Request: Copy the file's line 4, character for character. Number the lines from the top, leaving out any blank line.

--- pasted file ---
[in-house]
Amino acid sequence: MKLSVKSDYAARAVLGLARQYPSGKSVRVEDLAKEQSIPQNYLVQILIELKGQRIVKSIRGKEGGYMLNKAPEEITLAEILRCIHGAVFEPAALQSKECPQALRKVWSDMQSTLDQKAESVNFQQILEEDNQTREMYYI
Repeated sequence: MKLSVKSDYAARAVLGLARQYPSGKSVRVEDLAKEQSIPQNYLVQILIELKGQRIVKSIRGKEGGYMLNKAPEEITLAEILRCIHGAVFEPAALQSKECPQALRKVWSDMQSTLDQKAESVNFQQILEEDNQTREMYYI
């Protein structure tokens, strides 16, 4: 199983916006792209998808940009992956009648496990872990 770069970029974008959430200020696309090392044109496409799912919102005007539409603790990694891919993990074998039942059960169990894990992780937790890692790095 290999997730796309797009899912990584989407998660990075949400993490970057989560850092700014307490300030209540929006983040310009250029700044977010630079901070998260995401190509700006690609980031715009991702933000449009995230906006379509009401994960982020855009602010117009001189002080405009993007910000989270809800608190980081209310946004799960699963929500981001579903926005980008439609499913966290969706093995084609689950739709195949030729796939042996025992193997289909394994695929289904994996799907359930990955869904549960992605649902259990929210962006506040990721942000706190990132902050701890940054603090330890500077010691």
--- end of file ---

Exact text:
């Protein structure tokens, strides 16, 4: 199983916006792209998808940009992956009648496990872990 770069970029974008959430200020696309090392044109496409799912919102005007539409603790990694891919993990074998039942059960169990894990992780937790890692790095 290999997730796309797009899912990584989407998660990075949400993490970057989560850092700014307490300030209540929006983040310009250029700044977010630079901070998260995401190509700006690609980031715009991702933000449009995230906006379509009401994960982020855009602010117009001189002080405009993007910000989270809800608190980081209310946004799960699963929500981001579903926005980008439609499913966290969706093995084609689950739709195949030729796939042996025992193997289909394994695929289904994996799907359930990955869904549960992605649902259990929210962006506040990721942000706190990132902050701890940054603090330890500077010691």